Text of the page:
Per your question on my blog, my Creme de la Creme post is titled "To: Infertility, Love: Mrs. D"... I hope you enjoy :)

    Thanks again, and I look forward to staying connected!

  2. Here from ICLW :) GREAT POST! I'm a sexuality educator and I think IF is an area that gets sorely neglected in the field. I know my experiences are encouraging my friend to be more proactive and investigate their fertility situations. Sending best wishes to you and your loved ones.

  3. I think this is an awesome audience for IF education. Especially the STD connection. While I have endo, my RE also mentioned the possibility that I could have additional scarring in my tubes from PID from an infection I never knew I had. What? And the truth is, I will never know. I think there will be even more women scared straight to PROTECTED sex (not just BCPs) if they realize not only can sex lead to a baby, it can lead to never having a baby. I am not an advocate of abortion but IVF is about 10x as costly and it doesn't always work so infertility can actually be a more permanent result of unprotected sex than pregnancy is. Infertility and unwanted pregnancy/parenthood and abortion can all lead to lifelong emotional scars.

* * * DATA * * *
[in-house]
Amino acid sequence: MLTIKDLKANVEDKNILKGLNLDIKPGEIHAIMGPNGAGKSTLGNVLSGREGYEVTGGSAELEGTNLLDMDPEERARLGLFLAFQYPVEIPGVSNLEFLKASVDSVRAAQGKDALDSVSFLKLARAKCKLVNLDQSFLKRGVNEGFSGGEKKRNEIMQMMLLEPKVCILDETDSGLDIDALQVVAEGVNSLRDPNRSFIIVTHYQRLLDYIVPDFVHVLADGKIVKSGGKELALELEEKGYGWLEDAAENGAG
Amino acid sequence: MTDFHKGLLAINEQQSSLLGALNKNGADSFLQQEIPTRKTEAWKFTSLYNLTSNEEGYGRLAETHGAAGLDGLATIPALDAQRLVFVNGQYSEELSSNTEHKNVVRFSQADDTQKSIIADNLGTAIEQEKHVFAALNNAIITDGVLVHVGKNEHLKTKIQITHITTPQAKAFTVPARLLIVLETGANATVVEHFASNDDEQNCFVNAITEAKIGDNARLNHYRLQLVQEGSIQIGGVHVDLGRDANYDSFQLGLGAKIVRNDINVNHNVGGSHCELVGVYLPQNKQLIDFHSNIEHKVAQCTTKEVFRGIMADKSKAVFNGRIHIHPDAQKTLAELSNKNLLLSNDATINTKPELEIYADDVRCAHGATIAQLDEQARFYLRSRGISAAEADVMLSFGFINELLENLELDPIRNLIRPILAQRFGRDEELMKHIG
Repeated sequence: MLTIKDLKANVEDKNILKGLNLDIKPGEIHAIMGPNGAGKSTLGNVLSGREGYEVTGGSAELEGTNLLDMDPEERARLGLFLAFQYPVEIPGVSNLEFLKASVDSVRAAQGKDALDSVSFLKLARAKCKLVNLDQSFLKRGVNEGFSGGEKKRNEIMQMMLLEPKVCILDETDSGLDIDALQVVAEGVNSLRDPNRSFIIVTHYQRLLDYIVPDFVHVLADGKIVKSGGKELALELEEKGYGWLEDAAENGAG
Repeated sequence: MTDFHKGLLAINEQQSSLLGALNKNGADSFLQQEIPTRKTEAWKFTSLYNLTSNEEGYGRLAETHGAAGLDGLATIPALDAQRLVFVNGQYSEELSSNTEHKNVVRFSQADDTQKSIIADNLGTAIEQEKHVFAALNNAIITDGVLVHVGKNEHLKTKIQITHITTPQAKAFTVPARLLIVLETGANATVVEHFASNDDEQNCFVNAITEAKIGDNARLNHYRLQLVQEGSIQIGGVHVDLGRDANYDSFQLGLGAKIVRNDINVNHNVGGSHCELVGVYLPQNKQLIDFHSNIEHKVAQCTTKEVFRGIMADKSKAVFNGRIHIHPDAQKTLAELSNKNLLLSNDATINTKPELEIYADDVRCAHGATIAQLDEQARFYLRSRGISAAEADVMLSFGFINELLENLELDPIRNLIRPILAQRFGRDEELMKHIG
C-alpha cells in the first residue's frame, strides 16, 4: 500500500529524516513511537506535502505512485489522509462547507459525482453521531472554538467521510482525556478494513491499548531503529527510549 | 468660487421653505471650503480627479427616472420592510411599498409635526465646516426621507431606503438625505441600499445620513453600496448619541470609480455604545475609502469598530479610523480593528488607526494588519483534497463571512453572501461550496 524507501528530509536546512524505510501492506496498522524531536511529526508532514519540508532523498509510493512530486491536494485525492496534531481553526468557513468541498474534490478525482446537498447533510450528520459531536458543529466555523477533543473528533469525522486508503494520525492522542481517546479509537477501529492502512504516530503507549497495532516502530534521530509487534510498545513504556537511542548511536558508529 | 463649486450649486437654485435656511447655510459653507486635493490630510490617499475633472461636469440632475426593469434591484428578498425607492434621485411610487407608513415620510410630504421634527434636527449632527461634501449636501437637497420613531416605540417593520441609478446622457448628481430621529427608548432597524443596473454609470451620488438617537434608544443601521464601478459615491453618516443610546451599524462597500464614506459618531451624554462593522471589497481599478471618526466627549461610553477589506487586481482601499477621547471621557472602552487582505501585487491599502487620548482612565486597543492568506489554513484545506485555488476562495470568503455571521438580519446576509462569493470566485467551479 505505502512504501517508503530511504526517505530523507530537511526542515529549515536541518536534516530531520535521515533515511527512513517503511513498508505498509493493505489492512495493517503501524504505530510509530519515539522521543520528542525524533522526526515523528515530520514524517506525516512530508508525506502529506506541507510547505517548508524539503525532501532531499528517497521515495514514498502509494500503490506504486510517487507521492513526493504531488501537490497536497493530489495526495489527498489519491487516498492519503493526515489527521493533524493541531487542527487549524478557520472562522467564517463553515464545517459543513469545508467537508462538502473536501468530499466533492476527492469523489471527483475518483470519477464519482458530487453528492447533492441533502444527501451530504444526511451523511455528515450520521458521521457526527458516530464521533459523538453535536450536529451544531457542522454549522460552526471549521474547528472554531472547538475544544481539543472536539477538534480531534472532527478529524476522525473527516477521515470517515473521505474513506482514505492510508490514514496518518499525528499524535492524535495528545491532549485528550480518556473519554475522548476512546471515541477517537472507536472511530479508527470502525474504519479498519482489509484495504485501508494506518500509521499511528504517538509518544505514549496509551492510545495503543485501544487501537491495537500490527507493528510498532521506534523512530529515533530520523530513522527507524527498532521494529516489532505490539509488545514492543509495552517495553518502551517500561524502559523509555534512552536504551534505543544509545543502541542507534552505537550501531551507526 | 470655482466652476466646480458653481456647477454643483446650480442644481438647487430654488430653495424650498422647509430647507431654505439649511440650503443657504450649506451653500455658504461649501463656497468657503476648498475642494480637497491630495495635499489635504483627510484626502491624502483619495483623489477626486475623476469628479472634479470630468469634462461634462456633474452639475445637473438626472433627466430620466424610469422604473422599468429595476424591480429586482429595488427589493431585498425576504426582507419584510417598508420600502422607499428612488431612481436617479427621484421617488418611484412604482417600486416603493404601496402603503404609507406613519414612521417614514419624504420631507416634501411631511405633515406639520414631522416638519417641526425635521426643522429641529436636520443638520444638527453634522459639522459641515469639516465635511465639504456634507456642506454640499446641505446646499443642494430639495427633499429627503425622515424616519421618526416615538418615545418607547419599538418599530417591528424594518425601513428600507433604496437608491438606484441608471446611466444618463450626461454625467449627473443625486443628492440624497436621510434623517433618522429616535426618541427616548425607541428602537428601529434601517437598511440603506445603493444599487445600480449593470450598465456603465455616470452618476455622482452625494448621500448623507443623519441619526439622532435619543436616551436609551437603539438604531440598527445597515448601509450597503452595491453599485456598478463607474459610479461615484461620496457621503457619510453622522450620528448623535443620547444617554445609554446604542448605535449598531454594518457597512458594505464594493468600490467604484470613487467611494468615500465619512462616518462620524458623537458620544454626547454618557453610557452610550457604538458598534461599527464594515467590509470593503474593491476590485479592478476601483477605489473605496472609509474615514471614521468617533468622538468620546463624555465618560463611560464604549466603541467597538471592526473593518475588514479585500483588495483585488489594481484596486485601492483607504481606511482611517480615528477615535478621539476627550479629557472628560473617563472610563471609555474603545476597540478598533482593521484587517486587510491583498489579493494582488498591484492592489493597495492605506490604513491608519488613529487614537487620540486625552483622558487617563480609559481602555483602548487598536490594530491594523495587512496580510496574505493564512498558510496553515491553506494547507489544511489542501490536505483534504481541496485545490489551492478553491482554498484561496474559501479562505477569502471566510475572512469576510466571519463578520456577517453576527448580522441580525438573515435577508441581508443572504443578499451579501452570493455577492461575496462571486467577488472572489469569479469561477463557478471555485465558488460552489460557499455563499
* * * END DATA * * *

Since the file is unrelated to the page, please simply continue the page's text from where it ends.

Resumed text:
4. Thank you for the encouraging words here. I will continue to post follow-up as more information is available. I am open to your feedback.. especially in how to get as many participants as possible!

  5. Very interesting point of view for infertility education. A lot of young people are not thinking about future fertility, and college age is the time to start planning. Women need to start thinking about this before they are thirty, or at least get some preliminary tests (POF?) if they are going to wait that long. Do they know fertility starts to decline that young? Do young people know that their actions now can affect future fertility? (e.g., an STD infection now can cause ectopic pregnancy later.) There is so much that young people should know ...
    Good for you and what you are doing!
    happy ICLW~

  6. You've inspired me. I am a college administrator and I've never thought about talking to students about my infertility journey. I'm in charge of a lot of the extracurricular educational events and speakers. I wonder if I could get an RE to come talk to students. I could even target our pre-med and nursing students.

    I feel like I'm finally at a place in my journey where I could talk about what I'm going through without getting emotional. So I think the time has come.

  7. Also maybe a little talk on how conception occurs-signs of ovulation,what a normal menstrual cycle is and how it can vary - the length of the fertile window.What is abnormal and what symptoms must not be ignored.
    eg unexplained weight gain/loss with no change in diet or activity level can be symptoms of pcos, Autoimmune thyroiditis and many other hormonal and autoimmune disorders.
    Tell them that 1 in 8 could be one of them some day, and it could be the one with the healthiest 'lifestyle'.While they can and should avoid risky behaviour,nothing they do can guarantee that conception will be easy.Teach them empathy and do not encourage judgemental attitudes like victim blaming.